Resurgence in Club-Level Karting

from Karting Australia

Karting Australia’s Licence holders are flocking back to their local circuits as Club Level racing kicks back into gear across the country. 

The Northern Territory and Western Australia were the first two regions to host Club events last month, over the past couple of weeks Victoria, South Australia and more recently New South Wales and Queensland have returned to racing. 

Across the last weekend in June, Victorian Clubs had just shy of 500 competitors competing at Club Events across the State.  On the same day, the Go-Kart Club of South Australia enjoyed its largest non-Title or Series event since 2014 and the Mount Gambier Kart Club had more racers at any Club Day since 2016.  

Across the last weekend in June, Victorian Clubs had just shy of 500 competitors competing at Club Events (Pic: Pace Images)

Sunday’s return to racing by the Newcastle Kart Racing Club was the largest local event at the Newcastle Club since the 2016 Metro Invitational and the largest Club level meeting anywhere in New South Wales since 2015. 

The Warwick Kart Club in Queensland trialled a new format for their Club Meeting on the weekend with significant success.  Labelled ‘Rapid Racing’ the Club split the weekend into four parts with various classes competing in a four–hour block each rather than being spread out across the two days.  It was the second largest event at the Club since they hosted Round 1 of the Queensland Kart Championship in 2016. So far in 2020, the Club is averaging 40 more entries than in 2019 for their local events.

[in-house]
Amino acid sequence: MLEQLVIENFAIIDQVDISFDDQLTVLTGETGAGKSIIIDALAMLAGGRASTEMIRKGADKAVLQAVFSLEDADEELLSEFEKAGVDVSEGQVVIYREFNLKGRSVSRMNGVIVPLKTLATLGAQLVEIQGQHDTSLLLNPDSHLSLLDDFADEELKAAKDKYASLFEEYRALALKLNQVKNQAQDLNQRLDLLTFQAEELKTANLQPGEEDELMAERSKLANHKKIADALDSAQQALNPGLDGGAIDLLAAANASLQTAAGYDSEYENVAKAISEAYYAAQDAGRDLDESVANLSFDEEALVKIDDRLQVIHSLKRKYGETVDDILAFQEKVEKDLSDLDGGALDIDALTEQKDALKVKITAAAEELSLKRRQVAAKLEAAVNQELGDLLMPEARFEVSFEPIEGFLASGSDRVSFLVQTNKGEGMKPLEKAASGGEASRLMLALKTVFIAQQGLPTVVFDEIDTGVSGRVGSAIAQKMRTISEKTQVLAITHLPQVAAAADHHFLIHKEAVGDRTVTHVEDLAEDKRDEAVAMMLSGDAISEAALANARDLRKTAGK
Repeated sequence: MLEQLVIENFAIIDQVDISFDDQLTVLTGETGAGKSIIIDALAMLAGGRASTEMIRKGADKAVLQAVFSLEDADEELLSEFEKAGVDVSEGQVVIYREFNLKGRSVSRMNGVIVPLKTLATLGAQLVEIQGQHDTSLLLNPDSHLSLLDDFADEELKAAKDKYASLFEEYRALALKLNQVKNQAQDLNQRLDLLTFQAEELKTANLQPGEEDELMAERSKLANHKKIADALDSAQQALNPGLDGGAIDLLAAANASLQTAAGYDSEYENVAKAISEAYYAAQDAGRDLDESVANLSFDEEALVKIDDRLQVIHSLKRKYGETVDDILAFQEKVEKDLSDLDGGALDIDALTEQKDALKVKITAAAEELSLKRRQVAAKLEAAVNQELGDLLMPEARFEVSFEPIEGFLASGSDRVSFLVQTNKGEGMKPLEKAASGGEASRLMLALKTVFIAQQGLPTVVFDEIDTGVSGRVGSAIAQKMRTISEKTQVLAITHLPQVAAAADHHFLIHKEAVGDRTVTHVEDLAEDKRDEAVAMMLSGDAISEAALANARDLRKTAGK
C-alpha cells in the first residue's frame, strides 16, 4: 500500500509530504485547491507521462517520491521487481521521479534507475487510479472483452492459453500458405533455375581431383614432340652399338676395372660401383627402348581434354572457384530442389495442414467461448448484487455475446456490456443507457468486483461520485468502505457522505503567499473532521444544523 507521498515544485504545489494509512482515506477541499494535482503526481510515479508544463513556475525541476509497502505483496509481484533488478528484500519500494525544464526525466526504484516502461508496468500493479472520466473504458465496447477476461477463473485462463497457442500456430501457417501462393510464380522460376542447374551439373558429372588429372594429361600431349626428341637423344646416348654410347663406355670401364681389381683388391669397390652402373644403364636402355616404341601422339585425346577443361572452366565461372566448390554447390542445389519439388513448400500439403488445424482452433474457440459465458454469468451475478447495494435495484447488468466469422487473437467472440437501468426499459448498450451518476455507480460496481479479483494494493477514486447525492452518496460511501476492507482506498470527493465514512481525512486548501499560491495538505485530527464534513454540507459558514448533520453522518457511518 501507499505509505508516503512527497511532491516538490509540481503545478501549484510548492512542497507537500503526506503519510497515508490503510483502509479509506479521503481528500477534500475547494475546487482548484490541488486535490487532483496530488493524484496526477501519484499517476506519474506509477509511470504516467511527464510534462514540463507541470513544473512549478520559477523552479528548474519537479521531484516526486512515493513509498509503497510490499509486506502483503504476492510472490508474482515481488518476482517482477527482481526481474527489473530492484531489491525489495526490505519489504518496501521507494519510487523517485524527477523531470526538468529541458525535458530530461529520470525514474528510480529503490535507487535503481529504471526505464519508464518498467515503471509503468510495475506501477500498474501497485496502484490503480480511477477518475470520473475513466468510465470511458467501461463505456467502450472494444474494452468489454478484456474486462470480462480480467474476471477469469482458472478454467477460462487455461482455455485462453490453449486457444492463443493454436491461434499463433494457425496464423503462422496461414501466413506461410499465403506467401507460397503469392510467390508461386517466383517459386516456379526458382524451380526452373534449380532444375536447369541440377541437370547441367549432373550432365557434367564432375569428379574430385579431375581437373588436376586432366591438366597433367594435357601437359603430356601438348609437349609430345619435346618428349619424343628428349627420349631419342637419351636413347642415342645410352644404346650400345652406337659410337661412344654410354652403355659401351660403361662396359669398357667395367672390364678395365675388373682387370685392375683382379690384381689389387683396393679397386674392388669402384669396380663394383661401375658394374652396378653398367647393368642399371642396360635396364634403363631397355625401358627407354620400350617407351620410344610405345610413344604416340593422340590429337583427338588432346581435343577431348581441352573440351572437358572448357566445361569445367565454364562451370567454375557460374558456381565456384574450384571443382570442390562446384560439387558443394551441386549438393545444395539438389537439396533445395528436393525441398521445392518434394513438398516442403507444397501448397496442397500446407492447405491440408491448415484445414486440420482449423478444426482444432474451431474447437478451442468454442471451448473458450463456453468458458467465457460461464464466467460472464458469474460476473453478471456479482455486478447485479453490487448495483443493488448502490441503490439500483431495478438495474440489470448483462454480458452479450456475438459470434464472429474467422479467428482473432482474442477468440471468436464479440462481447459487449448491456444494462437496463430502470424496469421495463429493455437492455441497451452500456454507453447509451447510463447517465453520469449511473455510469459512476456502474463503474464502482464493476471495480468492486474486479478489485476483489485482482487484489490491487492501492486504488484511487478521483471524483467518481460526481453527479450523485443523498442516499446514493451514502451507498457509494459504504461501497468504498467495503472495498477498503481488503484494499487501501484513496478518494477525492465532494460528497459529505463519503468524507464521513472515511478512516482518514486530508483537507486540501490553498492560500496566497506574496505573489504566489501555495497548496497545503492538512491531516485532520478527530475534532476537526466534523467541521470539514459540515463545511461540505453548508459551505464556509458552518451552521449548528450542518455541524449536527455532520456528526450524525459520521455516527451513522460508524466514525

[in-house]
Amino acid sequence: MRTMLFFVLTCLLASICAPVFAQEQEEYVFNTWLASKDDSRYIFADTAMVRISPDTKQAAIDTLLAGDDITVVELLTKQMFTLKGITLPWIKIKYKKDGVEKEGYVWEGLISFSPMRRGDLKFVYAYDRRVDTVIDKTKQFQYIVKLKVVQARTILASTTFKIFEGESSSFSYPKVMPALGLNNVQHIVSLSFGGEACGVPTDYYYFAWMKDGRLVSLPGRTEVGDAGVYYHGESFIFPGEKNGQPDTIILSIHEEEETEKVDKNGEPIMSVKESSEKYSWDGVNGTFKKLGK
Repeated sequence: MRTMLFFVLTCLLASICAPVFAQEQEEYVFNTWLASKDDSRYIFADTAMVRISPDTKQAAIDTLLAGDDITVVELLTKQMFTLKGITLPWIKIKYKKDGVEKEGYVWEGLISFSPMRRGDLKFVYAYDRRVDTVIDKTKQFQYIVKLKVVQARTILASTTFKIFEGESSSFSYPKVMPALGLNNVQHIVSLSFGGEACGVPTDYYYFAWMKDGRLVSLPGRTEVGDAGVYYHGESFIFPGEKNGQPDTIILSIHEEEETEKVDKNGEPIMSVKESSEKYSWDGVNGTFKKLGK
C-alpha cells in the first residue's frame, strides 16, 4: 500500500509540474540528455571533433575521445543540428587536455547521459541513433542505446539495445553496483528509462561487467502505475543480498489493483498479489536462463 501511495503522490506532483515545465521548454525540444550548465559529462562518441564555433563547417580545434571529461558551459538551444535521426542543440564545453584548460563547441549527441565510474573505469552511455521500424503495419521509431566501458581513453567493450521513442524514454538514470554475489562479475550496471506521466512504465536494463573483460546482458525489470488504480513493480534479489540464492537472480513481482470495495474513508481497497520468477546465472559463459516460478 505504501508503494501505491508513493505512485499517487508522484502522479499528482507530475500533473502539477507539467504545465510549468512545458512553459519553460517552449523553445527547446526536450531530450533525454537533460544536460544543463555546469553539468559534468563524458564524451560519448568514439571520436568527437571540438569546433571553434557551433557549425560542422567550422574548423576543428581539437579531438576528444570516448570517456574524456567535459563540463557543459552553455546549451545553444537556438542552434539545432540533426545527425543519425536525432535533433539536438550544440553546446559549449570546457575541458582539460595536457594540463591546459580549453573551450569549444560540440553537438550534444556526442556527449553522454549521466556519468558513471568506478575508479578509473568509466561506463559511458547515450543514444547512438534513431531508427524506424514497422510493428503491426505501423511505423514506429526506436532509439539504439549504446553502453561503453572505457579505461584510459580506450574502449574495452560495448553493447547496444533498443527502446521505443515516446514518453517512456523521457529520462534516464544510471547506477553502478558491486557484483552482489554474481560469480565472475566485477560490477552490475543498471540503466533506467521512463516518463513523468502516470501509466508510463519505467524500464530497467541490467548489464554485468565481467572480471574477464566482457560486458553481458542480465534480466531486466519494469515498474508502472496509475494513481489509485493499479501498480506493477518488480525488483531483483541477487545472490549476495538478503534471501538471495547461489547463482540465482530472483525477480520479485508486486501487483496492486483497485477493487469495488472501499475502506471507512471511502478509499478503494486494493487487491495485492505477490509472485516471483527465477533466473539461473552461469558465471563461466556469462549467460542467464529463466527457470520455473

Also in the Sunshine State, the Cairns & Districts’ entry numbers were significantly increased on their average throughout 2019. 

“Our focus right now is on getting people back racing locally, so to see such a significant uptake of local events is very pleasing,” said Karting Australia Chief Executive Officer Kelvin O’Reilly.  

“More so now than ever before it is important for the Australian karting family to be racing locally and supporting the local Clubs. 

“As we continue to emerge from the enforced lockdown we will build into the next stage while focusing on having our licence holders support their local Clubs and providing strong Club-level competitions.” 

Karting Australia’s focus right now is on getting people back racing locally

In addition to the significant numbers on-track, the Karting Australia Officials Academy powered by Rosche Paper has trained more than 450 Officials since being launched in mid April.  The majority of these Officials are new Volunteers to the sport and have already to assist their Clubs as they emerge from the lockdown. 

New courses including What is Fair and Un-Fair Racing, Karting Risk Management and Stewarding will be made available in the near future.